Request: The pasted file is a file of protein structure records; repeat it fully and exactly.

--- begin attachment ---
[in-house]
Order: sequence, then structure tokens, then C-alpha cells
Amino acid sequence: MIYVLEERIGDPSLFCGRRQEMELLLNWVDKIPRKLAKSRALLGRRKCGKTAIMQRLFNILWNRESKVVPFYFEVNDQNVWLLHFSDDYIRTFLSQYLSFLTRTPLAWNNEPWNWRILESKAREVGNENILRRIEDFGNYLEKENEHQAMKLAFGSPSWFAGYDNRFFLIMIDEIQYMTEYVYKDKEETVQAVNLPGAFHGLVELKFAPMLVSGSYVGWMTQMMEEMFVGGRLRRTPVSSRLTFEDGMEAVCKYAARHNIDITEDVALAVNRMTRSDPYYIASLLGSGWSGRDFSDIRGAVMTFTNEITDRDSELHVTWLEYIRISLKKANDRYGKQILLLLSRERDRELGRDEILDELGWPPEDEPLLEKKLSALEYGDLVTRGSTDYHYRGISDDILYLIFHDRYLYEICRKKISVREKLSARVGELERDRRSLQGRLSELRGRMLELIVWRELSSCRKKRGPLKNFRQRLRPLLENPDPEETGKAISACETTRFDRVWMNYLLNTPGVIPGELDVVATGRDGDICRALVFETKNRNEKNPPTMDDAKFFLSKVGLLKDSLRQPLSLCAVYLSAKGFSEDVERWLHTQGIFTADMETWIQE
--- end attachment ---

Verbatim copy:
[in-house]
Order: sequence, then structure tokens, then C-alpha cells
Amino acid sequence: MIYVLEERIGDPSLFCGRRQEMELLLNWVDKIPRKLAKSRALLGRRKCGKTAIMQRLFNILWNRESKVVPFYFEVNDQNVWLLHFSDDYIRTFLSQYLSFLTRTPLAWNNEPWNWRILESKAREVGNENILRRIEDFGNYLEKENEHQAMKLAFGSPSWFAGYDNRFFLIMIDEIQYMTEYVYKDKEETVQAVNLPGAFHGLVELKFAPMLVSGSYVGWMTQMMEEMFVGGRLRRTPVSSRLTFEDGMEAVCKYAARHNIDITEDVALAVNRMTRSDPYYIASLLGSGWSGRDFSDIRGAVMTFTNEITDRDSELHVTWLEYIRISLKKANDRYGKQILLLLSRERDRELGRDEILDELGWPPEDEPLLEKKLSALEYGDLVTRGSTDYHYRGISDDILYLIFHDRYLYEICRKKISVREKLSARVGELERDRRSLQGRLSELRGRMLELIVWRELSSCRKKRGPLKNFRQRLRPLLENPDPEETGKAISACETTRFDRVWMNYLLNTPGVIPGELDVVATGRDGDICRALVFETKNRNEKNPPTMDDAKFFLSKVGLLKDSLRQPLSLCAVYLSAKGFSEDVERWLHTQGIFTADMETWIQE